Citing PatentFiling datePublication dateApplicantTitle
US5018665 *Feb 13, 1990May 28, 1991Hale Fire Pump CompanyThermal relief valve
US5238185 *Jul 17, 1992Aug 24, 1993Behr-Thomson-Dehnstoffregler Gmbh & Co.Thermostatic valve device having a pilot valve
US5271559 *Sep 3, 1992Dec 21, 1993Chrysler CorporationThermal isolation device for heater core to prevent over-heat damage
US5322217 *Apr 29, 1992Jun 21, 1994Red Dot CorporationVehicle heating system and bypass therefor
US5741069 *Apr 16, 1996Apr 21, 1998Egel; Kenneth D.Combined thermometer and radiator cap
US6378717 *May 31, 1995Apr 30, 2002Heinrich ReutterRemovable closure cap with temperature dependent control element
US7299993 *Jun 1, 2004Nov 27, 2007Honda Motor Co., Ltd.Apparatus for detecting a failure of a thermostat for an engine
DE102007039109A1 *Aug 18, 2007Feb 19, 2009Bayerische Motoren Werke AktiengesellschaftTemperature-dependent selectable pressure regulating valve, particularly for use in coolant channel of piston cooling system of internal combustion engine, has temperature-dependent selectable locking element cooperating with locking body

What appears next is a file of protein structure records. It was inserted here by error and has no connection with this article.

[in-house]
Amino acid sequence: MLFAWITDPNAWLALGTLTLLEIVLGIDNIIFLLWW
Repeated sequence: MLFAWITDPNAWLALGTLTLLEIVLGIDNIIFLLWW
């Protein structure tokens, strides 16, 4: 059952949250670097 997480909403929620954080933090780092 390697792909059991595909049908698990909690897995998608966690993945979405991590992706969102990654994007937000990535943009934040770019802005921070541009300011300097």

EP0464377A2 *May 31, 1991Jan 8, 1992Oskar Dr.-Ing. SchatzMethod for corrosion monitoring
WO2012069435A1 *Nov 22, 2011May 31, 2012Robert Bosch GmbhCooling water circuit in a motor vehicle with a failsafe valve
Classifications
U.S. Classification236/92.00C, 123/41.15, 237/12.30B
International ClassificationG05D23/02, G05D23/08, G05D23/12, F01P11/00, F01P11/18, F16K31/70
Cooperative ClassificationF01P11/18, G05D23/022, G05D23/123, G05D23/08
European ClassificationG05D23/08, G05D23/12C, F01P11/18, G05D23/02B2
Legal Events
DateCodeEventDescription
Nov 25, 1997FPExpired due to failure to pay maintenance fee
Effective date: 19970917
Sep 14, 1997LAPSLapse for failure to pay maintenance fees
Apr 22, 1997REMIMaintenance fee reminder mailed
Mar 5, 1993FPAYFee payment
Year of fee payment: 4